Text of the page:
Twin Hove flats plans approved

The plans for 55 Goldstone Avenue

Two identical blocks of flats planned next to Hove Park have been given the go ahead despite opposition from neighbours.

The majority of Brighton and Hove City Council Planning Committee voted to approve the two schemes for a block of seven flats on both 55 and 57 Goldstone Crescent.

Developer Deller Holdings Limited plans to build two, three-bedroomed and five, two-bedroomed flats at each site.

During the virtual meeting, Thursday 17 September, Hove Park ward councillors Vanessa Brown and Samer Bagaeen spoke on behalf of residents opposed to the applications.

Councillor Bagaeen, a professor of planning at the University of Kent, said he represented not only his ward but also the Hove Park Neighbourhood forum.

He said the blocks failed to come up to standards put forward by the forum in the spring to protect the historic and residential character of the area.
However, planning officer Jane Moseley said the neighbourhood plan is not part of official council policy and therefore has no weight.

Councillor Brown said the proposed flats are “in the wrong place” when viewed from Hove Park.

She said: “Our greatest concern is that if passed, these applications will set a damaging precedent for our ward.

“These two family homes are in the middle of a long row of similar, spacious houses with pleasant gardens directly opposite Hove Park.

“Yes, on and very near the junction of Goldstone Crescent with Old Shoreham Road, there are some flats, but they are right at the end of the road which has a very different feel to where 55 Goldstone Crescent is situated.”

Ian Coomber of Absolute Town Planning, who spoke on behalf of the developer, Deller Holdings Limited, said the development almost fits into the footprint of the existing housing and would help people in the area “downsize”.

In response to Councillor Brown, he said the flats set a “positive precedent”.

He said: “The relationship of the scheme to the wider street scene, which is far from uniform, remains largely unaltered and does not impact on neighbours.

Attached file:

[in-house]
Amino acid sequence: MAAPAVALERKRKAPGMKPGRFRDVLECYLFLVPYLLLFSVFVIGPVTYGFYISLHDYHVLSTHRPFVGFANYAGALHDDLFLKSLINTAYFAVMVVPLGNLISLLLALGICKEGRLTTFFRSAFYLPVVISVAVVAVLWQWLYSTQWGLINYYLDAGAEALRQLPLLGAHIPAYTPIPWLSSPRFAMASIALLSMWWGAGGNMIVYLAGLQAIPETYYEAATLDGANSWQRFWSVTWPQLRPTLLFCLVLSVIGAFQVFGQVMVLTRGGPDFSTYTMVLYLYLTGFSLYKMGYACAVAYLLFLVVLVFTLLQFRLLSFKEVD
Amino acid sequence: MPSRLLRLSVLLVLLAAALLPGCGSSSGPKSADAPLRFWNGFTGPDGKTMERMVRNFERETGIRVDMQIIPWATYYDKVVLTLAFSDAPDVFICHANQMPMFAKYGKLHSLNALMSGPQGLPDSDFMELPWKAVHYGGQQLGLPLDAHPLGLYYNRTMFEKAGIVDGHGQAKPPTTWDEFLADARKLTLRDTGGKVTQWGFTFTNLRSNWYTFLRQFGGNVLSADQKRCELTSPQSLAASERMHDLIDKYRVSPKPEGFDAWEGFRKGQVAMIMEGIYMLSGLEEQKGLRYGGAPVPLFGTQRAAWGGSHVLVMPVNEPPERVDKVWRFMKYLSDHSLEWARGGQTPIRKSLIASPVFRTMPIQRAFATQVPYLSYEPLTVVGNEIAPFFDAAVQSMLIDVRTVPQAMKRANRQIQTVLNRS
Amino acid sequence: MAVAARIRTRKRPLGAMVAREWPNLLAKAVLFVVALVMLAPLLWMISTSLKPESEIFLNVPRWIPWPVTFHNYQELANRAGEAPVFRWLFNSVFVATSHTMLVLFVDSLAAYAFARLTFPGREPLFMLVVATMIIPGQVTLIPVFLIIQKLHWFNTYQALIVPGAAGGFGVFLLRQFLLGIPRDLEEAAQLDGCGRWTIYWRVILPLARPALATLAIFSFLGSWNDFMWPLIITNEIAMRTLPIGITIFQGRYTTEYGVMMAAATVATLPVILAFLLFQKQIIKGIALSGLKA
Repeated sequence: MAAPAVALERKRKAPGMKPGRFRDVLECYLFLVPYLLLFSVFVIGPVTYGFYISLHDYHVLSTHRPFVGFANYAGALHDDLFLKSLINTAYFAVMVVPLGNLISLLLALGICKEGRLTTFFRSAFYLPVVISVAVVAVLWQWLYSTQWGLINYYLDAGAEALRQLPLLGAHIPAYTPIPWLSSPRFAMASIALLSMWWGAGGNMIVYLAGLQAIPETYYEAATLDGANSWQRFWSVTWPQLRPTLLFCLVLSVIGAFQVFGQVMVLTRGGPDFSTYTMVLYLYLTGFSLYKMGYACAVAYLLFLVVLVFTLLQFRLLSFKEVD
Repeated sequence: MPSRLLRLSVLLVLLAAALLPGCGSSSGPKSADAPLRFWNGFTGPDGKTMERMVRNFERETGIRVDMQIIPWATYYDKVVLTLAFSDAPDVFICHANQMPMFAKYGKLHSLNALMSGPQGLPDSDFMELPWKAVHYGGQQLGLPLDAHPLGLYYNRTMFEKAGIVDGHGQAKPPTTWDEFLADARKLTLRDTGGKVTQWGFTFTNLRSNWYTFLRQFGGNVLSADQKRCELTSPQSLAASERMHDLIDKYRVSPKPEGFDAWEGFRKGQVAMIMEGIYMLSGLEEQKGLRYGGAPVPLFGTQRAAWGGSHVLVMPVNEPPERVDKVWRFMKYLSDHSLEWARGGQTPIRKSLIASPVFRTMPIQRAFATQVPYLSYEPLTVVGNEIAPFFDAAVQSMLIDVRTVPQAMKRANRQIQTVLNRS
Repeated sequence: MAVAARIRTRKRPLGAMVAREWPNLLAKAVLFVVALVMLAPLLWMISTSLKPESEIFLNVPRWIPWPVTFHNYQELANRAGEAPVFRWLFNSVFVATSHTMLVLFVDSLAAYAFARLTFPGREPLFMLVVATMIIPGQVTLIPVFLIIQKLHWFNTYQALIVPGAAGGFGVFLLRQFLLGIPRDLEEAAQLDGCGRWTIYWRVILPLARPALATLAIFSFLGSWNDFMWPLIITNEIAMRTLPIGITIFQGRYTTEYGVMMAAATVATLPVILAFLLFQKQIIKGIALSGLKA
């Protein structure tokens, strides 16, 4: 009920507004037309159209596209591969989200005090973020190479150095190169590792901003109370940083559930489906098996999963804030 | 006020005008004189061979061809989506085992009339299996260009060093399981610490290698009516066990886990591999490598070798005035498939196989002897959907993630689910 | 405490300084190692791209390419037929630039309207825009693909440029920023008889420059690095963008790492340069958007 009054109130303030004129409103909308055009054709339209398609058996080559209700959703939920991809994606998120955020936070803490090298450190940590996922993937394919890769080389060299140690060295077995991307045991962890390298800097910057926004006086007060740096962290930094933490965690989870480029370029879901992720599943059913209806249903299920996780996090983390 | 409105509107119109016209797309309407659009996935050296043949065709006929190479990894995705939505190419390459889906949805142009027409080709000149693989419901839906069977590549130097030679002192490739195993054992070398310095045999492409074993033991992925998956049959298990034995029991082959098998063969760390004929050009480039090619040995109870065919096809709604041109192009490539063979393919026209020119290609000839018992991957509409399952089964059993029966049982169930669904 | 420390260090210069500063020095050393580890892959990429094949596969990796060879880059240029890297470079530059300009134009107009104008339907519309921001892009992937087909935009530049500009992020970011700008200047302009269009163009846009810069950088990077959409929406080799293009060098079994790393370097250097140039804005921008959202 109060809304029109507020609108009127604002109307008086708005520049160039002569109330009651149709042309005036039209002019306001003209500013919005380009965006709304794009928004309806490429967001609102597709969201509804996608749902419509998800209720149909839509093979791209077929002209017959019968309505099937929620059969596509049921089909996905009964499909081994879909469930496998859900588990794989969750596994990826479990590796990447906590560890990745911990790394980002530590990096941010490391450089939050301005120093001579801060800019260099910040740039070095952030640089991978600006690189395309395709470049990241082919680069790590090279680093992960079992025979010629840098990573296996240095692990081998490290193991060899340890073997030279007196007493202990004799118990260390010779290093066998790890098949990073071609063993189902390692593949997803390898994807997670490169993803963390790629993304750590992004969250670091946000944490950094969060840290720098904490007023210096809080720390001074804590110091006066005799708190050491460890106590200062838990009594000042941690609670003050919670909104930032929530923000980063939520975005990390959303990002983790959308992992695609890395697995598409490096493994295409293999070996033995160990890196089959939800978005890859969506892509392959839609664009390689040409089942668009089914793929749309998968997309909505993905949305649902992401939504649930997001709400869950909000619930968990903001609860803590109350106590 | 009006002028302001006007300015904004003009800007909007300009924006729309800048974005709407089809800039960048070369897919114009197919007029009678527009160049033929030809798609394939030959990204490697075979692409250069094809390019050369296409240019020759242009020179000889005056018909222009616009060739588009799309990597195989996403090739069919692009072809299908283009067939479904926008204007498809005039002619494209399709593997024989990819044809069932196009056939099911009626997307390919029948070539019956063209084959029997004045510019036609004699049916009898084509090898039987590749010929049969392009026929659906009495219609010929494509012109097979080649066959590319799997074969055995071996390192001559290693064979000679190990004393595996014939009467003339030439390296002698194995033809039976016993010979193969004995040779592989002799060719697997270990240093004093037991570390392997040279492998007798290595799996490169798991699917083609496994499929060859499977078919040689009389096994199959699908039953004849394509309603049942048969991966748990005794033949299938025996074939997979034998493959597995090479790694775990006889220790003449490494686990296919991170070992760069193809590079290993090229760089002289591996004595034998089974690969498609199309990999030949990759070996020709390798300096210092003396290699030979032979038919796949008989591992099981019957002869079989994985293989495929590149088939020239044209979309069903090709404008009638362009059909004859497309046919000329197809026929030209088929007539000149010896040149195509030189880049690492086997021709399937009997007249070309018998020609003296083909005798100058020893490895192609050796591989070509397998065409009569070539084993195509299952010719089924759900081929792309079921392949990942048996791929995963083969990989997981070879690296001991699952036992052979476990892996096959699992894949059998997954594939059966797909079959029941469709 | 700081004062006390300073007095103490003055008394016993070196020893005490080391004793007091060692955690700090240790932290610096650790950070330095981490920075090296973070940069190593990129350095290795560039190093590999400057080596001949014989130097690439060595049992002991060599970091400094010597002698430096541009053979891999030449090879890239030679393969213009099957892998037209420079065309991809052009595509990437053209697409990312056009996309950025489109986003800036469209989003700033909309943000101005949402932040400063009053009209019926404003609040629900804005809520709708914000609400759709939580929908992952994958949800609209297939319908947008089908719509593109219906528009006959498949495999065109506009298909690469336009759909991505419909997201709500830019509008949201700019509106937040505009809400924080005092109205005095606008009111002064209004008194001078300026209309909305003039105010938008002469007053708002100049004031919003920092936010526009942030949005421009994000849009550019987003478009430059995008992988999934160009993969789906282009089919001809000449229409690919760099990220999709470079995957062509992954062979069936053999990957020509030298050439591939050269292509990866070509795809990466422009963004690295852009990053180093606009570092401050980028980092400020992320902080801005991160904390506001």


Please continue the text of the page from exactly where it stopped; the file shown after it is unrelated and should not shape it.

“A mix of three and two-bedroom flats is proposed which is designed to enable people who might want to stay in the area, but no longer need over-large homes, to scale down to smaller units.”

Mr Coomber added the Hove Park housing needs assessment shows an “abnormal number” of “exceptionally large” homes with low occupancy.

Green councillor Elaine Hills said the applications made sense.

She said: “There are only large family homes in the area, to say it should stay like that it just sounds very exclusive and almost snobby to say that most of us cannot afford to live in that area.

“To say that should continue, I disagree with that. This is welcome that more people on lower incomes can afford to live there.”

Conservative councillor Joe Miller supported the scheme after taking a look at the site ahead of the meeting.

He said: “I think this is a good number of units in the city with a good level of affordable housing (£238,750 for each application) a sum which we don’t see from other schemes.

“I like the design, it’s in keeping and has good materials.”

Councillors heard the applicant went forward with two applications rather than one because the sites have different owners.

Independent councillor Bridget Fishleigh raised her concerns about the two applications as she felt the images did not represent the final result and voted against both applications.

Conservative councillor Dee Simson voted yes for 57 but no for  55 because she was worried it would have a more significant impact on the bungalow next door.

The application for 57 passed with eight votes for and one against, and 55 with seven votes for and two against.

Each application results in a 20 per cent affordable housing contribution of £238,750 and a sustainable transport contribution of £6,400.

  1. Christopher Hawtree Reply

    Interesting to learn that the Neighbourhood Plan is meaningless.

  2. Valerie Reply

    The loss of family-appropriate housing continues. The pull downmarket is relentless as homes are replaced by human warehouseingp in this low-wage city

  3. Chris Lightburn-Jones Reply

    This is yet another inappropriate ‘block of flats’ being built by money hungry developers and corrupt councillors helping to destroy areas of nice of family homes

  4. Wendy Reply

    I think that the design looks great and could be mistaken for a house. The flats can still be family homes just not costing over £1m!!! I doubt the flats will be anything anyone on a low wage can afford but they will be more attainable for the majority of residents in Brighton and Hove than the current house. To buy a million pound house on 100% mortgage you would need an income of £250,000 pa. Not many people earn that. A 3 bed flat by the park will easily cost £400K so you would still need an income of £100,000 so you are not going to get the sort of people you seem scared of!

    • Peter Reply

      What sort of people that we are scared of are you referring to .if you think this proposal looks like houses .there are several specsavers where you can get your eyes tested in Brighton

      • Wendy Reply

        Have you seen the new house down the road. Looks like an office block

  5. Peter Reply

    Typical council riding roughshod over local people .All they want to do is turn Brighton into a little London .you only have to look at the sites that they have pushed through whilst ignoring the local population and infrastructure in the city Look at all the student accommodation they have allowed and ask how many of them will be paying community charge

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